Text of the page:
If UR stayed UR and did not try to go downtown, both Sullivan(from the north) and the presumed Inner Belt station on the UR(from the south) should be easy same platform transfers to Medford or Saugus. So, three branches feed Lechmere not six.
Tallguy is offline   Reply With Quote
Old 05-20-2019, 12:59 PM   #3524
dmdogs900
Junior Member
 
Join Date: Oct 2017
Posts: 12
Re: Crazy Transit Pitches

Quote:
Yikes. It's about 30 miles between Northampton and the nearest passing of the App Trail, with some rough terrain in-between. I seriously doubt it. The B&A and Fitchburg Main were the only two RR's ever chartered that passed through the border of Berkshire County to any of the neighboring counties to the east...so there aren't any unused RR ROW's available at all. Nor is rail-with-trail a possibility on those two hugely busy freight lines, as some of the cuts/fills/ledges done through tricky terrain are no wider than the in-use trackbed. There may be a maze-like spaghetti map of hiking trails available that span much of the distance, but you'd be talking very circuitous routes, unmaintained surfaces, and a lot of grades so steep a complete trip by mountain bike would be out of the question...and possibly some climbing gear required.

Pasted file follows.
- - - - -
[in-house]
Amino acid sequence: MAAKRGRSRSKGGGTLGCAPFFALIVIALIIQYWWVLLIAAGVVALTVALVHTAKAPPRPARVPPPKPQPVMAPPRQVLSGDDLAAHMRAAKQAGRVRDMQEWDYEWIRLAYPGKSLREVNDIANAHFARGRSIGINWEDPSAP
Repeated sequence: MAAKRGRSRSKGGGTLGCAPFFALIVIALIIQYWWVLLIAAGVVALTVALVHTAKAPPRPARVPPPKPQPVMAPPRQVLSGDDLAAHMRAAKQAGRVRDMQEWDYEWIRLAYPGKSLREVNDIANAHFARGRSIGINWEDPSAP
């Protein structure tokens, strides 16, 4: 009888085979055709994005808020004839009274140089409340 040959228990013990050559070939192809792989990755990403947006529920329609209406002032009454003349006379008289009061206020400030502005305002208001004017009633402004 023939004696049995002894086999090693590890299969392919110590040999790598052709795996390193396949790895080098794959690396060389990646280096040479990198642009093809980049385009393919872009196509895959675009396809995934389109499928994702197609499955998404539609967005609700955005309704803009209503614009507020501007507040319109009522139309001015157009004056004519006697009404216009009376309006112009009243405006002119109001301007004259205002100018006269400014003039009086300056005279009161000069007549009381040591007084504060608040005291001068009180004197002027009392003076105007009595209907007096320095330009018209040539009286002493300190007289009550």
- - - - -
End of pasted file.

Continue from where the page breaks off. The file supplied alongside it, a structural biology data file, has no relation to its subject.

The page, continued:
Central Mass trail is also far from finished. Between Clinton and Belchertown the RR was abandoned in pieces between 1933-38, so property acquisition is a bear. Most of what's trailed or planned for trail is on the MBTA-owned section Waltham to Hudson, the Mass Water Resources Authority-owned section around Wachusett Reservoir, and the Northampton-Belchertown section spanning the Conn River Line and NECR mainline (re-named the Wheelwright Branch after the mainline was severed in the middle) abandoned by B&M in 1979. The roadbed on the Depression-era abandonment is remarkably unencroached after all this time, but there's still huge amounts of legal work to do before they can span Worcester County with a connecting trail between T territory and the Wheelwright Branch.